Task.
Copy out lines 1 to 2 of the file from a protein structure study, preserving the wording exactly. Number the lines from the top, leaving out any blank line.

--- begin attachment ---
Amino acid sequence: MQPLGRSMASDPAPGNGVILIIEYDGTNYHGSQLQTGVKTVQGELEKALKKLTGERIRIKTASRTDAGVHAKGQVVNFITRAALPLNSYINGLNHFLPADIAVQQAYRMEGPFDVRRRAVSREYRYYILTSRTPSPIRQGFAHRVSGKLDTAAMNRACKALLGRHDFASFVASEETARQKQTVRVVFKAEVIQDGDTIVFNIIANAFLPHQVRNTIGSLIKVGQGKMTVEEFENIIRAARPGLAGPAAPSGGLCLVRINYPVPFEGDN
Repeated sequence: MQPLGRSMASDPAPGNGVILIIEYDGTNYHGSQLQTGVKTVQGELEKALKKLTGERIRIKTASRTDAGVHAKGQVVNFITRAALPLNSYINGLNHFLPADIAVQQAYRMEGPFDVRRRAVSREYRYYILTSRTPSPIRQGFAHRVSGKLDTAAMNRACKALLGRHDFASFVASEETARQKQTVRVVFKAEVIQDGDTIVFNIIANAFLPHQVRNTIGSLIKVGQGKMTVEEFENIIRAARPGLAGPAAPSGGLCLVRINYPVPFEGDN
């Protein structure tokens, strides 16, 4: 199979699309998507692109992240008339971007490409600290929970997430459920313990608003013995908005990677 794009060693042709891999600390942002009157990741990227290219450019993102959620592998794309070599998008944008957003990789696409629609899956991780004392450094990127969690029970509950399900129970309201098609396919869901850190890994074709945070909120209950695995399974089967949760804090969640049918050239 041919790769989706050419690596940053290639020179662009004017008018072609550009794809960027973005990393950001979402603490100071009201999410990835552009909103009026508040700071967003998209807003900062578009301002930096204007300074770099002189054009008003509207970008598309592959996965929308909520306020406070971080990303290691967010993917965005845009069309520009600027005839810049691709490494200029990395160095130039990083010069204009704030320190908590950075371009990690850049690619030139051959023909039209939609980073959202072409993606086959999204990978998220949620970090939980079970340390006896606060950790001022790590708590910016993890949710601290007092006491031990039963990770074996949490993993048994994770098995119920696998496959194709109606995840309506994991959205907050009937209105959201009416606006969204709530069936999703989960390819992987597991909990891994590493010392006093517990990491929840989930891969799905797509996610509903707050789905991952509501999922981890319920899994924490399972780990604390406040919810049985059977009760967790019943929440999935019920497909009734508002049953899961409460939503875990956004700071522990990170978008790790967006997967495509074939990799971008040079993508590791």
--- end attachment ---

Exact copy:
Amino acid sequence: MQPLGRSMASDPAPGNGVILIIEYDGTNYHGSQLQTGVKTVQGELEKALKKLTGERIRIKTASRTDAGVHAKGQVVNFITRAALPLNSYINGLNHFLPADIAVQQAYRMEGPFDVRRRAVSREYRYYILTSRTPSPIRQGFAHRVSGKLDTAAMNRACKALLGRHDFASFVASEETARQKQTVRVVFKAEVIQDGDTIVFNIIANAFLPHQVRNTIGSLIKVGQGKMTVEEFENIIRAARPGLAGPAAPSGGLCLVRINYPVPFEGDN
Repeated sequence: MQPLGRSMASDPAPGNGVILIIEYDGTNYHGSQLQTGVKTVQGELEKALKKLTGERIRIKTASRTDAGVHAKGQVVNFITRAALPLNSYINGLNHFLPADIAVQQAYRMEGPFDVRRRAVSREYRYYILTSRTPSPIRQGFAHRVSGKLDTAAMNRACKALLGRHDFASFVASEETARQKQTVRVVFKAEVIQDGDTIVFNIIANAFLPHQVRNTIGSLIKVGQGKMTVEEFENIIRAARPGLAGPAAPSGGLCLVRINYPVPFEGDN